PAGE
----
• Join over 1.2 million students every month
  • Accelerate your learning by 29%
  • Unlimited access from just £6.99 per month

Does performance related pay motivate or de-motivate employees?

Extracts from this document...


Veit Muerz CB 519 HRM Assignment No. 2 Deadline 14th January 2002 Does performance related pay motivate or de-motivate employees? Performance related pay schemes aim at linking pay to a measure of individual, group or organisational performance in a company. Motivation can best be defined as the willingness to undertake certain kinds of action. Performance related pay (PRP) has three aspects to it. Paying the employee for output is an objective method of assesing performance. Likewise, paying the employee for input is a subjective method, since it is hard to value the effort. The third method is a hybrid of the two, where both in- and output are measured. "PRP schemes attracted considerable attention in Great Britain in the 1960s and 70s. At the firm and workplace level the focus was on eliciting effort and ensuring that the payment system was appropriate for the activities of the organization." ( Fernie, S. & Metcalf, 1999) The objectives of PRP schemes should ideally be laid out in a specific, measurable, achievable, realistic and time related manner by the management to stimulate performance (Fernie, S. & Metcalf, 1999) The financial rewards are basically of three types: 1. ...read more.


(Dublin City University 1996 - 1997) Another factor why a performance related pay system might be demotivating is the danger of discrimination, when operating such a system. Recent research found that performance based pay systems often discriminate against women because: the appraisal process is subject to gender bias and stereotypes; women's skills are often undervalued by their managers (and by women themselves); women - especially those working part-time have fewer opportunities for training, and managers are less likely to correctly assess women's training needs. (M.T. Strebler et al.,1997). Performance pay may run counter to the development of objective, gender-neutral job evaluation schemes, which are being introduced to achieve equal pay for work of equal value. (Unison Trade Union - Public Services union - Fact sheets 2001) Most managers are aware of Herzberg's (F. Herzberg - Work and the Nature of Man, 1966) view that the job itself is the source of true motivation, not the pay or even the conditions of work' (Dwyer, 1994: 17). A study by Kovach (1987) reported a mismatch between managerial and employee views concerning what motivates. While managers attributed high financial needs to employees, staff cited pay as fifth on a list of ten factors, while the other four were concerned with intrinsic motivators. ...read more.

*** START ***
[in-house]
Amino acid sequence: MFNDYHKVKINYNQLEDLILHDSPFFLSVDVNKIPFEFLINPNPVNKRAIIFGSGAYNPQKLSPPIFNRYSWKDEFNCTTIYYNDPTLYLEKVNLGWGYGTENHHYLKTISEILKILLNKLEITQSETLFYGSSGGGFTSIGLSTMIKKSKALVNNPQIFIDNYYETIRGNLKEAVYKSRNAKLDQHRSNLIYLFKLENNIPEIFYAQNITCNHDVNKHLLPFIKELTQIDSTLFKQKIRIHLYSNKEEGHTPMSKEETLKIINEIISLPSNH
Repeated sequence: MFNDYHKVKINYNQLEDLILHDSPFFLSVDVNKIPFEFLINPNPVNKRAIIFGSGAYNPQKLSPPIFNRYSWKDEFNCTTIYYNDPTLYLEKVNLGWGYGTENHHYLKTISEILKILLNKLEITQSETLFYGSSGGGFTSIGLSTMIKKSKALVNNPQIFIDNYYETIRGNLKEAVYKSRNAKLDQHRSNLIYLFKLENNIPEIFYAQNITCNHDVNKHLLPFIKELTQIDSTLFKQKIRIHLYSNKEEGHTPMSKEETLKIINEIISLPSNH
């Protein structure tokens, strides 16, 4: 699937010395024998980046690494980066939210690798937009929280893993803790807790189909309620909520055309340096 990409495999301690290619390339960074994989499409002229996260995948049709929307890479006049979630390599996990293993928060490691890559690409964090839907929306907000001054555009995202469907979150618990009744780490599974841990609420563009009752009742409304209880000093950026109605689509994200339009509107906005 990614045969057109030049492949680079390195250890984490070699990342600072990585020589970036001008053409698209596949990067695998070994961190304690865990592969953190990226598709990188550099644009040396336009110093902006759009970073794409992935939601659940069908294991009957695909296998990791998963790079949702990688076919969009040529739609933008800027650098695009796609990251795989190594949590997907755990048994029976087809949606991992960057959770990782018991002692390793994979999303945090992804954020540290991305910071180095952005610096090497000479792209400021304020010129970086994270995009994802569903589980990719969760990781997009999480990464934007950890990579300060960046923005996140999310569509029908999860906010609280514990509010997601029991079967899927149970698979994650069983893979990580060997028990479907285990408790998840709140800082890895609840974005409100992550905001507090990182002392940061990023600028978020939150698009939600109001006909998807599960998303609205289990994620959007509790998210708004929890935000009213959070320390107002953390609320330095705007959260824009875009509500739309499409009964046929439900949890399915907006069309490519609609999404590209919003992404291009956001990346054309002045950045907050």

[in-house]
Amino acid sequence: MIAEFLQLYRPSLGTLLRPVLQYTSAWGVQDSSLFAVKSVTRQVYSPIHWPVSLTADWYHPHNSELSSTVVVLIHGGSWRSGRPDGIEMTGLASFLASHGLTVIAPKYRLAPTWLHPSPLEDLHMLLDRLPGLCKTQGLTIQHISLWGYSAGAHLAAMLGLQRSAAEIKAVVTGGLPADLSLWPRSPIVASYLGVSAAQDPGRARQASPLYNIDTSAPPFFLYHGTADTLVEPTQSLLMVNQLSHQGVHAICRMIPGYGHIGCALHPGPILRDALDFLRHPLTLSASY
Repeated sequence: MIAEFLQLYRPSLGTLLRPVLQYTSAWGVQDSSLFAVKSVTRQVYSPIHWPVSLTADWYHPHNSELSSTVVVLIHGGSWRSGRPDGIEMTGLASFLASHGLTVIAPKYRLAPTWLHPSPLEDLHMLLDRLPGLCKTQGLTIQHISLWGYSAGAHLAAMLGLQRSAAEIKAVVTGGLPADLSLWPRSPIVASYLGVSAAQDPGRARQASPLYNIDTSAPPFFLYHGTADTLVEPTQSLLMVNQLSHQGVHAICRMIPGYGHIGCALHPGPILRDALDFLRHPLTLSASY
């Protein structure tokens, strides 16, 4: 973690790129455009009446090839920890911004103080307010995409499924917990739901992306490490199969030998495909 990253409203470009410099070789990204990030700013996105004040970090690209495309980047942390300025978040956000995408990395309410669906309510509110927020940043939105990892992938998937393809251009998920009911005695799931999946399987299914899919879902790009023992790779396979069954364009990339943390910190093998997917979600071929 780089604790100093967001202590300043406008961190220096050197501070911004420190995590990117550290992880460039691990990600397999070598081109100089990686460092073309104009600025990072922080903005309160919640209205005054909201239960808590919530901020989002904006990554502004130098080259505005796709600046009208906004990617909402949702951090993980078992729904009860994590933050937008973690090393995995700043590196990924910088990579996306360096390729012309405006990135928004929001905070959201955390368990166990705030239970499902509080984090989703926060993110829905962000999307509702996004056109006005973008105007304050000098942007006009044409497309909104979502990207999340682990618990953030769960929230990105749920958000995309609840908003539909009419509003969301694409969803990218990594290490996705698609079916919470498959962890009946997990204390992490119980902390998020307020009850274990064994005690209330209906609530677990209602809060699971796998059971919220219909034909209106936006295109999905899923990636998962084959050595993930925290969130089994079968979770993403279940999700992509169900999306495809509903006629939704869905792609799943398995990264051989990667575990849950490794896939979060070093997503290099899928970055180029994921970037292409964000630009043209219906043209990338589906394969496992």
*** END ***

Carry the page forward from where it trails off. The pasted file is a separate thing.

The objectives of the business need to be translated into effective and meaningful performance criteria. PRP schemes must offer differential levels on performance rating, so that high, medium and low performance levels are adequately rewarded. The new PRP scheme needs to be communicated to all the employees, with clear reasoning as to why the PRP schemes are being introduced. PRP schemes, should, like any other pay structure needs to be reviewed regularly to ensure its appropriateness to the needs of the business. The goals and rewards must be; known, understandable; and attainable. Reward must be distinctly and directly related to performance" According to Beer et al. (1984:124), `the motivational and satisfactional value of a reward system is a function of the perceived equity of the reward system'. Without the presence of this perceived fairness, trust in the system is likely to be low and there is the distinct risk that the contingent link between performance and pay will not be accepted. In addition to the issue of fairness, problems associated with PRP include a tendency toward a short-term focus on quantifiable goals to the neglect of more long-term issues, such as financing PRP in times of adverse economic climate. ...read more.